Whether it is caring responsibilities, leaving loved ones behind, or simply not wanting to move across the world, you are made to think this is a “you” problem. That you don’t want it enough. Reconciling that you might have to give up on your dreams because you are unable to move for a six-month contract in China is pretty heart-breaking. When I started out, I was told that I would have to love my subject but nobody told me that I would have to love it more than anything or anyone else in my life. Postdocs are competitive and there’s a constant, bruising failure rate. There is no room to be different. My first solution is that we should be funding more of them.

 My next step in fixing mental health in academia is to pay PhD students better. The old adage of ‘money can’t buy happiness’ is not quite true. If you have moved across continents to become a PhD student in an unfamiliar world, have to find money for housing deposits, trips back home and other expenses, one can imagine that the poor PhD pay is off-putting. Not to mention that NHS mental health services can be hard to find with long wait lists (I personally waited 6+ months for access to one set of therapy I received). While the STFC in the UK does pay students quarterly in advance which gives cash-strapped undergraduates a large sum to start off, it creates a problem of finishing PhD students running out of money before they’ve finished writing up their thesis.

I want it to be better than this. In fact, I want PhD students to be real employees. I want PhD students to be contractors from their funding body such that they can have access to pensions and Human Resources for support in cases of bullying and harassment. PhD students live in a nebulous world of ‘not quite an employee, not quite a student’ which makes us easy to exploit. There’s often no formal process to turn to if your supervisor is harassing you, and sometimes there’s no formal way to report misconduct. There’s no way to demote your supervisor and if the academic is senior enough or has a big enough name, it likely won’t affect their career at all if you fail or decide to stop your PhD.

PhD students work hard and the only reason I can think that they are paid this badly is because we don’t know any better. In the UK we can take a 3-5 year pay cut in comparison to what our (other physics students) peers earn and when we come out, we haven’t even started a pension. We’re told that in industry we’ll immediately get paid better, but in this increasingly over-qualified world, that’s less and less the case. Give us pensions, give us HR and give us real pay.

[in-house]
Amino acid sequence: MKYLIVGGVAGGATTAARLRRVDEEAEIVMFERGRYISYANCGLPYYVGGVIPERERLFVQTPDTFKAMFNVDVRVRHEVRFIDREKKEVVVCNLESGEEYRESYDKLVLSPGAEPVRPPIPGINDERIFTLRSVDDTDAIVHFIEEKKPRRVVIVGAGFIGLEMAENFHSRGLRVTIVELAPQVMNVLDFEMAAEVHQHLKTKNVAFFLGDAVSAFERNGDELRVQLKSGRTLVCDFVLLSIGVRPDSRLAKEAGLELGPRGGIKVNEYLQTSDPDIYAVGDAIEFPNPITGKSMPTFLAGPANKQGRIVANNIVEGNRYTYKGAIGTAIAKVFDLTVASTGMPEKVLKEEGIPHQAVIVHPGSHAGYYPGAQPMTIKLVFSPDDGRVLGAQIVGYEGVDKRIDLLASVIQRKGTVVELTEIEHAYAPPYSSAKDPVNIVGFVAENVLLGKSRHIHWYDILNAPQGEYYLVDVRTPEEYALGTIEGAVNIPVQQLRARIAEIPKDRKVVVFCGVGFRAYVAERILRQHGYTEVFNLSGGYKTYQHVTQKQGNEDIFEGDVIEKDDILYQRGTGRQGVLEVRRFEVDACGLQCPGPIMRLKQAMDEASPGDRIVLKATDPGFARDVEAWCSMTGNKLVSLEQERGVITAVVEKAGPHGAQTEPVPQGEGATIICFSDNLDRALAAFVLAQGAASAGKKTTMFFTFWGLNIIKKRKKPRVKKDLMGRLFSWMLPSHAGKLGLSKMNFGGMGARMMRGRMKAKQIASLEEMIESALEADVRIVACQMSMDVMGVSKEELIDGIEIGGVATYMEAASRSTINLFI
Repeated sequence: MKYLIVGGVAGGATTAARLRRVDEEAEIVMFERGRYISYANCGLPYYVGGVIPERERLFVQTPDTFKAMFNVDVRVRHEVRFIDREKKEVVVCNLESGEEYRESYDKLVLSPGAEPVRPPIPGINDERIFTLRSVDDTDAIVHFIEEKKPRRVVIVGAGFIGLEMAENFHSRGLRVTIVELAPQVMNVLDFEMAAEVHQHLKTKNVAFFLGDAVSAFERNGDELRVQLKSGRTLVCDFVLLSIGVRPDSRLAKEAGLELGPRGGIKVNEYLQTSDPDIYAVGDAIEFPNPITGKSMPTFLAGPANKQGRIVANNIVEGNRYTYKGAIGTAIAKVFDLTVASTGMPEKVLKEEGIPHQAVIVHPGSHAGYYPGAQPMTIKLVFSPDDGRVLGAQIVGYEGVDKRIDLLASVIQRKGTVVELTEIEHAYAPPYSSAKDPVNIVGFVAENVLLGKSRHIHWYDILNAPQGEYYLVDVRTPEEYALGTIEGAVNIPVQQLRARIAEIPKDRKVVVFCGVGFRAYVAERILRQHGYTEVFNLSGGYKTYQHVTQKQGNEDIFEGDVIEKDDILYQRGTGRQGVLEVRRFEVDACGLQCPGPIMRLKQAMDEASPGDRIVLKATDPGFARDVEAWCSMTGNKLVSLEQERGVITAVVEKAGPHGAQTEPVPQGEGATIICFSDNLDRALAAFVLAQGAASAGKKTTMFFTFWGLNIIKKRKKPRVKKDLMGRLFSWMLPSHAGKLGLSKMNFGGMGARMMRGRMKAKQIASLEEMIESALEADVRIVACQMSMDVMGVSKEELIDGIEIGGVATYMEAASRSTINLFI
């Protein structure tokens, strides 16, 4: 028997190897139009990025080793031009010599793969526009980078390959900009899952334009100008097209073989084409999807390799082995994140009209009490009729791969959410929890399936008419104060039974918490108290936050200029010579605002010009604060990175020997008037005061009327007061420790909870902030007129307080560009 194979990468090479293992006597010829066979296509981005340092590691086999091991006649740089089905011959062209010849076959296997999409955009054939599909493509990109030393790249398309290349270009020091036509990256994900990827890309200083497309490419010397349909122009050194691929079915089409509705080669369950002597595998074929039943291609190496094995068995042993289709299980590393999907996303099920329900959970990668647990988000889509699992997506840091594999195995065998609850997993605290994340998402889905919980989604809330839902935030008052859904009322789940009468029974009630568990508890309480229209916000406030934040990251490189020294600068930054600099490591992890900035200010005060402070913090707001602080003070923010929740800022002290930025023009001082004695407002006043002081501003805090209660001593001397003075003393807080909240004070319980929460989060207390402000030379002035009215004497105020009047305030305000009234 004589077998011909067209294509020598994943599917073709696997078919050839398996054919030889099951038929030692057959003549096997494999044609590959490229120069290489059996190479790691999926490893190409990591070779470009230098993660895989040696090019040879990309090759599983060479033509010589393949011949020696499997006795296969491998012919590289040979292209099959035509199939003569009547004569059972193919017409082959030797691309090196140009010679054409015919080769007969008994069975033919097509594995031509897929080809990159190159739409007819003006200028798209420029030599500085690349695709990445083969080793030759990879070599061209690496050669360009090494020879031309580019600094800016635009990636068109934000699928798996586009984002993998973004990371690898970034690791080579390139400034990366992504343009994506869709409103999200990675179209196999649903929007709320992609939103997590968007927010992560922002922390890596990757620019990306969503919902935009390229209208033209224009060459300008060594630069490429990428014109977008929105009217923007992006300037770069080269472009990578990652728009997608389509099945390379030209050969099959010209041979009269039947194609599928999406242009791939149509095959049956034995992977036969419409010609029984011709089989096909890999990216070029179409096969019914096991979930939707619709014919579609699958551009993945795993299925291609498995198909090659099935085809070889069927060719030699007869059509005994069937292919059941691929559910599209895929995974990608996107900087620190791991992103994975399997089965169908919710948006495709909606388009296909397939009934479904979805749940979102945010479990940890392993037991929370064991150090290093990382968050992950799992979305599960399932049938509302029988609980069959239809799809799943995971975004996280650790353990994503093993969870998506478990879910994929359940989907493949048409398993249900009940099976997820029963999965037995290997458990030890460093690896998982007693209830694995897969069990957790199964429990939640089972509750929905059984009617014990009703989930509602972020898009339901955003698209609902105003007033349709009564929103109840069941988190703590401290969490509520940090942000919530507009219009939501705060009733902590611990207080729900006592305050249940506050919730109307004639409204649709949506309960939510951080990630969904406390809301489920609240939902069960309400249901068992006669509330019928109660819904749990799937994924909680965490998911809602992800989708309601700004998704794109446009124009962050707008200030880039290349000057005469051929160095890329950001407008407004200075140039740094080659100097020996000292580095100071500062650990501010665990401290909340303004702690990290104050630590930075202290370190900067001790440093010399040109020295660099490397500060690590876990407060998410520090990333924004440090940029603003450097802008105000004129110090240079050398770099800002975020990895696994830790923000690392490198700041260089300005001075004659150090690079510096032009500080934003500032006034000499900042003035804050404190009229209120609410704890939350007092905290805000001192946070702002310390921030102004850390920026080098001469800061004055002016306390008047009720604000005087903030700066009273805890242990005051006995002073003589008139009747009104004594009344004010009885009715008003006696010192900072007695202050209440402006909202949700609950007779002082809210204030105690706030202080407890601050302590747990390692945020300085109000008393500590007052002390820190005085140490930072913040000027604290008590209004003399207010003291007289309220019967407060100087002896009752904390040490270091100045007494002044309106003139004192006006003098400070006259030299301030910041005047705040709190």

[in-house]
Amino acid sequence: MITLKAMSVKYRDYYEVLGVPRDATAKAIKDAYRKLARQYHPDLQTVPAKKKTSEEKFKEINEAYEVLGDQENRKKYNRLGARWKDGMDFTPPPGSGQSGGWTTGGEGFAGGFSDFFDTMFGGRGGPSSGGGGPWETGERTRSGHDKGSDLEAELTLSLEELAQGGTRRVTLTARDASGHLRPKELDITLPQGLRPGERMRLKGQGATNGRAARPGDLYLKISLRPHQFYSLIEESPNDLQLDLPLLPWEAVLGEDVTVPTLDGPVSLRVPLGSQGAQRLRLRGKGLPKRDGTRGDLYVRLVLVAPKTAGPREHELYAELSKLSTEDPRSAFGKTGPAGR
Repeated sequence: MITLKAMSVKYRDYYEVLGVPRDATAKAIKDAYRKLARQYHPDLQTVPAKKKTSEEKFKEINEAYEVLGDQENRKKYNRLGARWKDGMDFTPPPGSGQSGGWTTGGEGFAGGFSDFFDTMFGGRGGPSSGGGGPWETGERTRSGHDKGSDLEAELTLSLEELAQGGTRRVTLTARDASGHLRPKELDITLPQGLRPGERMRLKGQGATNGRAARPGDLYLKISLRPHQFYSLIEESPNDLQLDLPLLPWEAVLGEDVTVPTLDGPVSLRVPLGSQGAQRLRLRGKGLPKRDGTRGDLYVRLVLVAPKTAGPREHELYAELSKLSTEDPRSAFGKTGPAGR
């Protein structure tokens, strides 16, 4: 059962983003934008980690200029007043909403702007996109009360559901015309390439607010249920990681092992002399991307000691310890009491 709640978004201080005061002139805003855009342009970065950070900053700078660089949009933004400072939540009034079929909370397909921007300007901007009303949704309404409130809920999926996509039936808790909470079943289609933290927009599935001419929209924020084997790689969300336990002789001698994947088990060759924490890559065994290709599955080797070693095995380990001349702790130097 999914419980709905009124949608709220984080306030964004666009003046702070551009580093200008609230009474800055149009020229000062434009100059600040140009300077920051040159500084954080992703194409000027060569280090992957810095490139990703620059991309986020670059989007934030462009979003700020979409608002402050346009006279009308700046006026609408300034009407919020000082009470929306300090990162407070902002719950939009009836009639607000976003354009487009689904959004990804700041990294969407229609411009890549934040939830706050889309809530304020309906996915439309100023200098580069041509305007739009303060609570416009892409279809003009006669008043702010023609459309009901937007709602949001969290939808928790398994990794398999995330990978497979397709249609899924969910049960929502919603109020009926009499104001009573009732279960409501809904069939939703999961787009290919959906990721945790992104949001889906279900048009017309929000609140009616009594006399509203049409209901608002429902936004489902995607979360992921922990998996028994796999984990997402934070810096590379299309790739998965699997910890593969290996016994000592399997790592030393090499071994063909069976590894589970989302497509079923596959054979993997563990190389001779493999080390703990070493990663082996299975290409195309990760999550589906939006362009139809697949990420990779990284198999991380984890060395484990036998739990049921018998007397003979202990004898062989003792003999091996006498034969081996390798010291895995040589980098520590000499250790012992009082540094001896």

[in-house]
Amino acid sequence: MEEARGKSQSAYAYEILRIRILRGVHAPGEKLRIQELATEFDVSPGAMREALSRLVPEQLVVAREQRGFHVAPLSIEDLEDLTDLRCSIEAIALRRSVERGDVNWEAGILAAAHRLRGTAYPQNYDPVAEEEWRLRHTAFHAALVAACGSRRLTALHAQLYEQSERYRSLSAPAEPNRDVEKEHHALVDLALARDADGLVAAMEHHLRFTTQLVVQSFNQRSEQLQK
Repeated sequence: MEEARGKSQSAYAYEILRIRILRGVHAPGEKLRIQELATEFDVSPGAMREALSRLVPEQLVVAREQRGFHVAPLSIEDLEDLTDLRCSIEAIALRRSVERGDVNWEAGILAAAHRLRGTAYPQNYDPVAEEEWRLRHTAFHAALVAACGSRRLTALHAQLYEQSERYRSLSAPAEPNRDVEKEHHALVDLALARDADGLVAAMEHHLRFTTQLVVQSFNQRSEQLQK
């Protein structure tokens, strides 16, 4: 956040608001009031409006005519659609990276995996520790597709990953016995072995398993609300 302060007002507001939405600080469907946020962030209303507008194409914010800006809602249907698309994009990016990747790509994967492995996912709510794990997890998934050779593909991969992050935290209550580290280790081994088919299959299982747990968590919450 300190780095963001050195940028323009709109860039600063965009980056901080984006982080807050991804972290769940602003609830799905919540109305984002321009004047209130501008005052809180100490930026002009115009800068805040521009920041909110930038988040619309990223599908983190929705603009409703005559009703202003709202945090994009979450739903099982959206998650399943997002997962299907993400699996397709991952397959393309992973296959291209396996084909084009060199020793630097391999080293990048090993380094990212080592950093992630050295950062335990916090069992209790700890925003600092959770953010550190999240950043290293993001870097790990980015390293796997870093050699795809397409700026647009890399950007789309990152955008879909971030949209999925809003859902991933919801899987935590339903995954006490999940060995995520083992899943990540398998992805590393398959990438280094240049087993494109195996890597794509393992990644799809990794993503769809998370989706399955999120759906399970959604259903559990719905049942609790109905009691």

The Institution

The second place that we can look as a source of mental health issues in academia is The Institution. Many PhD students face common difficulties such as funding, job insecurity, and entrenched norms that can make completing a PhD difficult if you are a member of any marginalized groups.

As I alluded to earlier, often there’s no recourse if your supervisor is bad. In my institution we had a ‘mentor’ from a different (but still physics) department whom we could approach if we had any concerns.  When a PhD student discussed with her mentor that her anxiety and depression were skyrocketing thanks to her supervisor’s unreasonable expectations of her time (amongst other things), he told her to take up hiking!

We had an academic volunteer to be a go-between if there were any problems between other academics and their students, but that hardly helps if all the academics are friendly with each other, or if the volunteer in question was the person you were having trouble with. We had boxes appear in our hallways asking for anonymous complaints but there was no explanation of how these complaints would be handled.